Story Submitted by Tabitha:
Frank messaged me online, and we had enough in common for me to say yes when he asked me out for dinner and drinks. What we didn't have in common, I found out very quickly.
He approached me, as we had agreed, outside of the restaurant, but his speech was slurred and he was doing some sort of shuffle-dance, as if he was incapable of standing still. "You okay?" I asked him, "You need to use a bathroom?"
He replied, "Probably. I shot up a little too much."
"Mmmm," he said, then shuffled his way into the restaurant.
I went inside with him and asked, "Can I call you a cab? I don't think you should be out in the state you're in."
He said, "Nah, I'm good. And you're pretty." We sat down at the bar and he ordered us drinks.
A friend of mine from high school had been a heroin addict who thankfully had detoxed, so I at least vaguely knew how to deal with such a person. I thought that I could have probably convinced him to go home, but he needed help. I thought it was dramatic, but calling 911 seemed to be my only option.
I excused myself from the bar, called 911, and asked for an ambulance. Again, maybe dramatic, but remembering my friend, this guy was probably someone else's friend, and what if he didn't have the support that my friend did?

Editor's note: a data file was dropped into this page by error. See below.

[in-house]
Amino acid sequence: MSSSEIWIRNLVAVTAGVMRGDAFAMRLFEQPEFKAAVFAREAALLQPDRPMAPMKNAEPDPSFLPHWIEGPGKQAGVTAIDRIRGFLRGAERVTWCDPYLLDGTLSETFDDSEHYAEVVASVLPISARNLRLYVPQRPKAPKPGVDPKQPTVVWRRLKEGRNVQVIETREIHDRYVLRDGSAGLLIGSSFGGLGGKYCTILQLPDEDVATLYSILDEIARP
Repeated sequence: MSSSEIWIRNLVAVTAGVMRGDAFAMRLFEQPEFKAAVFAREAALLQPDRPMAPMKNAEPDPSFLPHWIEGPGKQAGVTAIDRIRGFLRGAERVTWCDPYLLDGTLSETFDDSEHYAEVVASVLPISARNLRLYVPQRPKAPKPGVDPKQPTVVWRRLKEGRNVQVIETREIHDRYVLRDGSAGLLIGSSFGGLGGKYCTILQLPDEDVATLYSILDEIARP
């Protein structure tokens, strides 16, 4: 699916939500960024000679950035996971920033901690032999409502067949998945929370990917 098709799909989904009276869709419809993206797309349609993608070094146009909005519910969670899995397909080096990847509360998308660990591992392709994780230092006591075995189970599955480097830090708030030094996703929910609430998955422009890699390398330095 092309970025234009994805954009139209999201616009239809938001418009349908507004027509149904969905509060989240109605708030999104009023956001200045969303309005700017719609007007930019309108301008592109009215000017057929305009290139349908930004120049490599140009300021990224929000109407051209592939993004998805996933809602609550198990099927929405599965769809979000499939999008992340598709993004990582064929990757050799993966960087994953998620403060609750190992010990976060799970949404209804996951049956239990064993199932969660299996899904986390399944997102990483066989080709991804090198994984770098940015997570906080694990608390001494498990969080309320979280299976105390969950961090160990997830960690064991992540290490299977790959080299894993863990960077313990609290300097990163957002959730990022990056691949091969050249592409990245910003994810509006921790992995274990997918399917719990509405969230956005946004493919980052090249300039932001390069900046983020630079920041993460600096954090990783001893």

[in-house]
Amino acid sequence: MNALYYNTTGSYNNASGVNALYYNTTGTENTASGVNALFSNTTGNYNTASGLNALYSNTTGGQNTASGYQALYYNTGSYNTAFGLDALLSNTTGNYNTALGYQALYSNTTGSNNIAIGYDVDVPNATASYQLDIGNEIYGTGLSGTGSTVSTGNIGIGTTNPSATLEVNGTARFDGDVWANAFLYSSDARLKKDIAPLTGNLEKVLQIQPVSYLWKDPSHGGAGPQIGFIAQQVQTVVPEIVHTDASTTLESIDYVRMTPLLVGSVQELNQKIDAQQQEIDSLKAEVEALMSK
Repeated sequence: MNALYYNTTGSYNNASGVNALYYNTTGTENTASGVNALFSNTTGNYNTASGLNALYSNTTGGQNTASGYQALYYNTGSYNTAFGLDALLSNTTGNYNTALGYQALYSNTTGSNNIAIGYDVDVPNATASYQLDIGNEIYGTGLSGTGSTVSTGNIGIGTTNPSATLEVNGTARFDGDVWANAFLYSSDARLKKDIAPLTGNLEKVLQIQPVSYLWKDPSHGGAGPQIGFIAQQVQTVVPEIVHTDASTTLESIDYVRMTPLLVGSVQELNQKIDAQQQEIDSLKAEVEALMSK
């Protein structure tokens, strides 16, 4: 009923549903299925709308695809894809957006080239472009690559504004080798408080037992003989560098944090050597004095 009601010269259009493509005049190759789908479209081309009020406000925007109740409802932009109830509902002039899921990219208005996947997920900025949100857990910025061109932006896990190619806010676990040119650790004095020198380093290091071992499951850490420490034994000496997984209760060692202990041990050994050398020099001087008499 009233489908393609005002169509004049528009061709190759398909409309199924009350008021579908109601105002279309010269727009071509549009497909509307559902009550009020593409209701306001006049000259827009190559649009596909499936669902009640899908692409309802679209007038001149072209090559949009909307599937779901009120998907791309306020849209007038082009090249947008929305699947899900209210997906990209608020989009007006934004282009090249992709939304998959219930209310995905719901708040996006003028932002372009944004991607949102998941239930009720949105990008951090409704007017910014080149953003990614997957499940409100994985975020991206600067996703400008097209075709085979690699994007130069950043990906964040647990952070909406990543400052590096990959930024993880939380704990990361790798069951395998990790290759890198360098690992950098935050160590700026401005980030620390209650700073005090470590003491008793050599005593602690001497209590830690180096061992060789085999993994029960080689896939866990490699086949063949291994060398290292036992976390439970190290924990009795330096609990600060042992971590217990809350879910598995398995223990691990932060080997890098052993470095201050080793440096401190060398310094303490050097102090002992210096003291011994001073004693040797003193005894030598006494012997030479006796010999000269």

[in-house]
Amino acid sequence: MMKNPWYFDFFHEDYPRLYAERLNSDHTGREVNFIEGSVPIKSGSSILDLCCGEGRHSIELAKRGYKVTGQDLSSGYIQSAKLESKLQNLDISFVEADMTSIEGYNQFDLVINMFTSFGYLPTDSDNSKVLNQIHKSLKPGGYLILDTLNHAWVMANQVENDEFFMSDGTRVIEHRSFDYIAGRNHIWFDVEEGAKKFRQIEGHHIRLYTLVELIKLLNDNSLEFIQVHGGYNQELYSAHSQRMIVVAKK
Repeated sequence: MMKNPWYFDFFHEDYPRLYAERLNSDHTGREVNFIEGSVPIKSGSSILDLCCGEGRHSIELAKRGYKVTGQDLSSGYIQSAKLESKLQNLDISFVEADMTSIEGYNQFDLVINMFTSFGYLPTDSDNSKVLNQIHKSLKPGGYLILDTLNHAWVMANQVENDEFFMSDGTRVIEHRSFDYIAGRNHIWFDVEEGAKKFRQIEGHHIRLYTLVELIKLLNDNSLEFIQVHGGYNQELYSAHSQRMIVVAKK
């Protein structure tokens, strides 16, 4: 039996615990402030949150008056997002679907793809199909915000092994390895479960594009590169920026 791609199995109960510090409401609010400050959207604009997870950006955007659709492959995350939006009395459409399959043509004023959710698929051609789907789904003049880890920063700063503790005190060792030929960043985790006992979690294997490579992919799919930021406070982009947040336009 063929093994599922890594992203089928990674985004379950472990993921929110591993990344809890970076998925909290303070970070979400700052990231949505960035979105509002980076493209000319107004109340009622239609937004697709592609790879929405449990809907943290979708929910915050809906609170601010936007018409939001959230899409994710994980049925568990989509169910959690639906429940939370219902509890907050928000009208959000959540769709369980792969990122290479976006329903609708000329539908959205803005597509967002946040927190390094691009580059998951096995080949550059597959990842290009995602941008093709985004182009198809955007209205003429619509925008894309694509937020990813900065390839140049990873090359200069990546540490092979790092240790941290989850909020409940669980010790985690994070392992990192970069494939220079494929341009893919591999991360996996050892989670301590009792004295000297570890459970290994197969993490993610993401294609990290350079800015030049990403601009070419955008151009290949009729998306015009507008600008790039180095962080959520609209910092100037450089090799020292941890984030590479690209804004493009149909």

I waited outside and met the two paramedics there. I explained the situation, described Frank, and they went inside to pick him up.
They apparently did it without incident, as he went with them willingly, from what I could see. They brought him inside the ambulance and were in there with him for a little while before one of them emerged and told me that they were going to bring him to the hospital.
I followed the ambulance there, waited in the waiting room, and the doctor was nice enough to give me at least some limited information, even though I was just his "friend." His condition wasn't terrible, but they were going to keep an eye on him and try to put him into a detox program.
I left the hospital and never heard from him again, thinking that my obligation ended at that point. He was in good hands.
That was five years ago, and I didn't hear from him again until this past January. I received a card from him in the mail that basically said, "I don't know if you remember me, but I wanted to thank you for your help that night. I've been off of heroin for almost four years. Thank you."
I cried when I read that.